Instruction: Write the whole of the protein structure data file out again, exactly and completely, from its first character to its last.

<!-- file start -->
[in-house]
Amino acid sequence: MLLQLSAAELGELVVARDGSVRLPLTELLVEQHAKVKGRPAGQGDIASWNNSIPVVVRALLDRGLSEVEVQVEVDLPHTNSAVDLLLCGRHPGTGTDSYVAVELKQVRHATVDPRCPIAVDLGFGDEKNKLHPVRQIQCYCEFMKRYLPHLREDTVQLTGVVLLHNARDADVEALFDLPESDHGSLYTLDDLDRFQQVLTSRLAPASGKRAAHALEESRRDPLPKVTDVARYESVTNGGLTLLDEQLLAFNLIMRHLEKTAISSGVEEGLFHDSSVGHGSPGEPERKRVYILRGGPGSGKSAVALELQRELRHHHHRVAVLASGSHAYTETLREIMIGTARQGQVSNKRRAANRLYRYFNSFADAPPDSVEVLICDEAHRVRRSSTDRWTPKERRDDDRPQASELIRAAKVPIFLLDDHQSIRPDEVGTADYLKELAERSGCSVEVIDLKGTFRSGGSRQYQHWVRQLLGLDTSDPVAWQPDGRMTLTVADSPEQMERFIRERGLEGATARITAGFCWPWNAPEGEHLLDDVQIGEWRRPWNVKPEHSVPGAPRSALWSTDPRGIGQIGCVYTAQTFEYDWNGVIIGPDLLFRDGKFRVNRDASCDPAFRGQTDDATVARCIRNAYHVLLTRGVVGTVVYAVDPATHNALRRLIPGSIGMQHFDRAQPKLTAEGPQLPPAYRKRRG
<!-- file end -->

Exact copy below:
[in-house]
Amino acid sequence: MLLQLSAAELGELVVARDGSVRLPLTELLVEQHAKVKGRPAGQGDIASWNNSIPVVVRALLDRGLSEVEVQVEVDLPHTNSAVDLLLCGRHPGTGTDSYVAVELKQVRHATVDPRCPIAVDLGFGDEKNKLHPVRQIQCYCEFMKRYLPHLREDTVQLTGVVLLHNARDADVEALFDLPESDHGSLYTLDDLDRFQQVLTSRLAPASGKRAAHALEESRRDPLPKVTDVARYESVTNGGLTLLDEQLLAFNLIMRHLEKTAISSGVEEGLFHDSSVGHGSPGEPERKRVYILRGGPGSGKSAVALELQRELRHHHHRVAVLASGSHAYTETLREIMIGTARQGQVSNKRRAANRLYRYFNSFADAPPDSVEVLICDEAHRVRRSSTDRWTPKERRDDDRPQASELIRAAKVPIFLLDDHQSIRPDEVGTADYLKELAERSGCSVEVIDLKGTFRSGGSRQYQHWVRQLLGLDTSDPVAWQPDGRMTLTVADSPEQMERFIRERGLEGATARITAGFCWPWNAPEGEHLLDDVQIGEWRRPWNVKPEHSVPGAPRSALWSTDPRGIGQIGCVYTAQTFEYDWNGVIIGPDLLFRDGKFRVNRDASCDPAFRGQTDDATVARCIRNAYHVLLTRGVVGTVVYAVDPATHNALRRLIPGSIGMQHFDRAQPKLTAEGPQLPPAYRKRRG